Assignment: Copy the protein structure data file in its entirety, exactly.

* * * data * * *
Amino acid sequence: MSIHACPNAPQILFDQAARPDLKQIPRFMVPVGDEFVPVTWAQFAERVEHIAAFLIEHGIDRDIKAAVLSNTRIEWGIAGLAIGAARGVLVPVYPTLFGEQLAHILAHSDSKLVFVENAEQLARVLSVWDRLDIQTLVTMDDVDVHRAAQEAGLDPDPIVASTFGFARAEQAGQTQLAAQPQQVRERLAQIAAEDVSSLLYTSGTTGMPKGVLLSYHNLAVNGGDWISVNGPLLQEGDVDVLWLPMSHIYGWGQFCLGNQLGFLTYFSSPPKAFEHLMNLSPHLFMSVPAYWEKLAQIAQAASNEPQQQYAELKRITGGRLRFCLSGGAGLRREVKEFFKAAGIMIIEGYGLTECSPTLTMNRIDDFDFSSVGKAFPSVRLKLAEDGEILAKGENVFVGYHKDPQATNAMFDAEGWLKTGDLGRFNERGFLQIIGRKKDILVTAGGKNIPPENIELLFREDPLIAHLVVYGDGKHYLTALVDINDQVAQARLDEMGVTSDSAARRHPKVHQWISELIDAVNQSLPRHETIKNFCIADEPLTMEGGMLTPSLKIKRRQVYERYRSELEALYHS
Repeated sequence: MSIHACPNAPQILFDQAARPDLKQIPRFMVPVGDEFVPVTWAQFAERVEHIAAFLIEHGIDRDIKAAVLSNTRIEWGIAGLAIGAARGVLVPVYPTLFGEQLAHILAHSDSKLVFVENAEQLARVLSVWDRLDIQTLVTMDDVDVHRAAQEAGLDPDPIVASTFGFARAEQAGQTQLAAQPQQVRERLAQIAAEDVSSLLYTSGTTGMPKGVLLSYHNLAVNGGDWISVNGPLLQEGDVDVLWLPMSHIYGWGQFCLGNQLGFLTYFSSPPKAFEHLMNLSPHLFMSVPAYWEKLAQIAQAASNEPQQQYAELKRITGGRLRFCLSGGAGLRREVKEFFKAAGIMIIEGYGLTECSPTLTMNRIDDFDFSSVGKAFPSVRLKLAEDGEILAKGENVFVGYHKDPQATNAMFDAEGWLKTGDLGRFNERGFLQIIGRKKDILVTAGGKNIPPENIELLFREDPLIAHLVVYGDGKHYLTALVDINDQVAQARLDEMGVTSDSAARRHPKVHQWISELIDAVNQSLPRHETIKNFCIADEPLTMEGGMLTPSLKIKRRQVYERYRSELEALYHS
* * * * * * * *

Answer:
Amino acid sequence: MSIHACPNAPQILFDQAARPDLKQIPRFMVPVGDEFVPVTWAQFAERVEHIAAFLIEHGIDRDIKAAVLSNTRIEWGIAGLAIGAARGVLVPVYPTLFGEQLAHILAHSDSKLVFVENAEQLARVLSVWDRLDIQTLVTMDDVDVHRAAQEAGLDPDPIVASTFGFARAEQAGQTQLAAQPQQVRERLAQIAAEDVSSLLYTSGTTGMPKGVLLSYHNLAVNGGDWISVNGPLLQEGDVDVLWLPMSHIYGWGQFCLGNQLGFLTYFSSPPKAFEHLMNLSPHLFMSVPAYWEKLAQIAQAASNEPQQQYAELKRITGGRLRFCLSGGAGLRREVKEFFKAAGIMIIEGYGLTECSPTLTMNRIDDFDFSSVGKAFPSVRLKLAEDGEILAKGENVFVGYHKDPQATNAMFDAEGWLKTGDLGRFNERGFLQIIGRKKDILVTAGGKNIPPENIELLFREDPLIAHLVVYGDGKHYLTALVDINDQVAQARLDEMGVTSDSAARRHPKVHQWISELIDAVNQSLPRHETIKNFCIADEPLTMEGGMLTPSLKIKRRQVYERYRSELEALYHS
Repeated sequence: MSIHACPNAPQILFDQAARPDLKQIPRFMVPVGDEFVPVTWAQFAERVEHIAAFLIEHGIDRDIKAAVLSNTRIEWGIAGLAIGAARGVLVPVYPTLFGEQLAHILAHSDSKLVFVENAEQLARVLSVWDRLDIQTLVTMDDVDVHRAAQEAGLDPDPIVASTFGFARAEQAGQTQLAAQPQQVRERLAQIAAEDVSSLLYTSGTTGMPKGVLLSYHNLAVNGGDWISVNGPLLQEGDVDVLWLPMSHIYGWGQFCLGNQLGFLTYFSSPPKAFEHLMNLSPHLFMSVPAYWEKLAQIAQAASNEPQQQYAELKRITGGRLRFCLSGGAGLRREVKEFFKAAGIMIIEGYGLTECSPTLTMNRIDDFDFSSVGKAFPSVRLKLAEDGEILAKGENVFVGYHKDPQATNAMFDAEGWLKTGDLGRFNERGFLQIIGRKKDILVTAGGKNIPPENIELLFREDPLIAHLVVYGDGKHYLTALVDINDQVAQARLDEMGVTSDSAARRHPKVHQWISELIDAVNQSLPRHETIKNFCIADEPLTMEGGMLTPSLKIKRRQVYERYRSELEALYHS